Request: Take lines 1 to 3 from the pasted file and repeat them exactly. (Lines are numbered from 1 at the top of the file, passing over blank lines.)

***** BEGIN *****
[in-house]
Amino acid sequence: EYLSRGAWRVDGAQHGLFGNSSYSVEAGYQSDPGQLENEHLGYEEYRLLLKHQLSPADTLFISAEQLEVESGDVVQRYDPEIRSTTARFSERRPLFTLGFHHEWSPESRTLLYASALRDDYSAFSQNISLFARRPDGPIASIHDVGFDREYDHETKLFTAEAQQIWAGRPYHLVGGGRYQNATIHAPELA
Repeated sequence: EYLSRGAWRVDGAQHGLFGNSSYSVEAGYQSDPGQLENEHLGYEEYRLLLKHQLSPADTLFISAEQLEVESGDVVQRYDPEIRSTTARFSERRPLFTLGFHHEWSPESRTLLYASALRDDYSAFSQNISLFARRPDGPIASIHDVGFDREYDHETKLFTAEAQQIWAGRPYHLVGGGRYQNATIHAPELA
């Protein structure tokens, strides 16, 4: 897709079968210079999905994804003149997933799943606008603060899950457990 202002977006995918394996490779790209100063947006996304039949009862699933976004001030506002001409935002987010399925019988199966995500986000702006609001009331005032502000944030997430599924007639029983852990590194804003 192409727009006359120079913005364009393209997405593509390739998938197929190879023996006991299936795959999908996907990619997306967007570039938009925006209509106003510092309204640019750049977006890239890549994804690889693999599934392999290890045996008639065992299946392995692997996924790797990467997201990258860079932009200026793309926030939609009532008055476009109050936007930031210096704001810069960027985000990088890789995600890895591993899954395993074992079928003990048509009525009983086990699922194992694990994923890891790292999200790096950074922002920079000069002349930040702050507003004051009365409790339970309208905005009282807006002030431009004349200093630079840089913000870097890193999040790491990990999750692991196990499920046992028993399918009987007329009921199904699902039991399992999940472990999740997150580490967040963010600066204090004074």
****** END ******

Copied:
[in-house]
Amino acid sequence: EYLSRGAWRVDGAQHGLFGNSSYSVEAGYQSDPGQLENEHLGYEEYRLLLKHQLSPADTLFISAEQLEVESGDVVQRYDPEIRSTTARFSERRPLFTLGFHHEWSPESRTLLYASALRDDYSAFSQNISLFARRPDGPIASIHDVGFDREYDHETKLFTAEAQQIWAGRPYHLVGGGRYQNATIHAPELA
Repeated sequence: EYLSRGAWRVDGAQHGLFGNSSYSVEAGYQSDPGQLENEHLGYEEYRLLLKHQLSPADTLFISAEQLEVESGDVVQRYDPEIRSTTARFSERRPLFTLGFHHEWSPESRTLLYASALRDDYSAFSQNISLFARRPDGPIASIHDVGFDREYDHETKLFTAEAQQIWAGRPYHLVGGGRYQNATIHAPELA